Tuesday, November 6, 2007

Never Cruised Before? How It Began for Me

We've just changed our clocks back an hour for the end of Daylight Savings time. My mind has wandered back more than an hour, and I've found myself in a time before my first cruise.

I had never even considered a cruise when I went with a friend to a local travel show. As a lark, I entered a contest, one of the vendors had, for a free cruise. Little did I know, filling out that raffle ticket would turn out to be the beginning of a still-thriving 23-year love affair with cruising. If you haven't guessed, I was one of the winners of a cruise for two. All we had to do was make our own way to Florida.

My husband and I didn't know what to expect as we headed down to Florida for the optional stow-away night that we purchased for an extra $25. We had decided to spend the extra night onboard so that we didn't have to worry about missing the sailing (something that we still do to this day - except now we stay at a local hotel).

The ship we went on was the Yankee Trader, a Windjammer ship. This wasn't the typical cruise ship that you see in commercials. It's a small yacht that held about 100 guests and crew. The dress code was swimsuit and barefeet most of the time (except for the Captain's dinner where we had to put on our shoes). If you wanted to help with the sails, you could do so, but weren't required to participate at all.

Fun and relaxation were the only requirements of this first cruise of ours. To this day, we can still remember all the new friends we met, the great crew, the rum swizzles, the pig roast for the Captain's dinner (complete with apple in the mouth), the fresh grouper dinner one night (using fish we caught off the bow), the toga party (my husband came in second place), the beautiful wood that graced this small ship, the wonder of being immersed in nature - the sea and beautiful islands. We had to pinch ourselves to make sure this wasn't a dream.

Our second cruise was quite different than the Windjammer. My same friend had booked an outside cabin on Carnival Celebration for a Spring Break get-away. They had asked us to join them, but we already had a vacation planned at Christmas, and didn't think we'd be able to go again in the spring. After our land-based vacation in December, we decided that we needed a "vacation from our vacation", and upon return booked the cabin next to our friends.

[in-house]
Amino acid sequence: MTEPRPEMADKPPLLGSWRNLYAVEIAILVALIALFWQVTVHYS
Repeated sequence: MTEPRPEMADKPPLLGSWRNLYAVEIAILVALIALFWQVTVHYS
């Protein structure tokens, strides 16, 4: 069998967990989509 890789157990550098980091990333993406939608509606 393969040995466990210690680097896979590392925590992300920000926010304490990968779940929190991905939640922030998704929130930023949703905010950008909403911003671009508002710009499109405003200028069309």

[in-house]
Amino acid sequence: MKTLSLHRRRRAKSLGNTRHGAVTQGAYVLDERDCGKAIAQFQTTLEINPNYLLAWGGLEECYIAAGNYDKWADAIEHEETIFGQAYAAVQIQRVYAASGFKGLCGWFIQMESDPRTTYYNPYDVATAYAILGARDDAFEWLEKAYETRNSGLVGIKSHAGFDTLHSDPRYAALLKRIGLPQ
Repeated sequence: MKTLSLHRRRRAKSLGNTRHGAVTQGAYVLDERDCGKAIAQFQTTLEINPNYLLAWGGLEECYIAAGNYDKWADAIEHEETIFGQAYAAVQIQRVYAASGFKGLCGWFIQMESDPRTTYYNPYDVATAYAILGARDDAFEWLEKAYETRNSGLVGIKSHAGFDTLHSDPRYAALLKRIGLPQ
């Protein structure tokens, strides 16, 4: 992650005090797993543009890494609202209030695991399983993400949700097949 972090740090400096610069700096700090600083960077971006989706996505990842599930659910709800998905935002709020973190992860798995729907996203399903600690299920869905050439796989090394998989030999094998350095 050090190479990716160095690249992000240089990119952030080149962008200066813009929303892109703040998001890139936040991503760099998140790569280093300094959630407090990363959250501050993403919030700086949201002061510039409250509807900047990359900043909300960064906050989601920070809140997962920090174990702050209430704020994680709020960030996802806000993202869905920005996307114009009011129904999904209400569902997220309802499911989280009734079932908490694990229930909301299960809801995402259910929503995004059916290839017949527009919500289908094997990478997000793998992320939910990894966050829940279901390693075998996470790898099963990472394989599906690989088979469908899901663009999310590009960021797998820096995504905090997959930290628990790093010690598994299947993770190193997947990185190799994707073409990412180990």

This ship was quite different from our first experience. The Celebration was a 37,000 ton floating resort (It's since been refurbished and is now over 47,000 tons). By today's standards, it was quite small, but when you compare it to the Yankee Trader, you can just imagine how we felt when we got onboard.

The first thing we saw when we got onboard was the Pursers Lobby, which was just like walking into the lobby of any of the finest hotels we'd ever stayed in before. From there we were directed to our stateroom, our home away from home for the next seven days. Our particular outside cabin had a picture window (some outside cabins have port holes). For those that have never been on a ship, you can compare an outside cabin to a hotel accomodation where you have an ocean view but the window doesn't open. In the case of a ship, the type of window varies by ship and location on the ship.

After dropping off our carry-on bags we looked through the daily guide that was on our bed, headed up to get something to eat, and then started to explore the rest of the ship. When we returned to our cabin, we unpacked our luggage which had arrived while we were exploring and got ready for the mandatory life-boat drill.

What's this - a life-boat drill?? Can the ship sink? Am I in danger? What's up with this?
Not to worry - this is standard on all vessels afloat. Just as you do when you get on an airplane, it's important for every passenger to be aware of what to do in the unlikely event of an emergency. I'm happy to report that cruise lines take safety very seriously - in fact, it's their number one concern. Once the drill is over, it's back to the main agenda - having FUN. After all, we were on one of the "Fun Ships" of Carnival Cruise Line.

Well folks, that's all for now. I'm waving from one of the public decks as we sail away from our embarkation port. Don't worry, I'll be back to complete the story.

In the meantime, if you can't wait, send me an email or give me a call. I love to talk to first-time cruisers and help them plan their first cruise vacation. I even love to talk to veteran cruisers, but that's a story for another time.

Next time I'll take a look at some of the myths about cruising. Until then, happy cruising.

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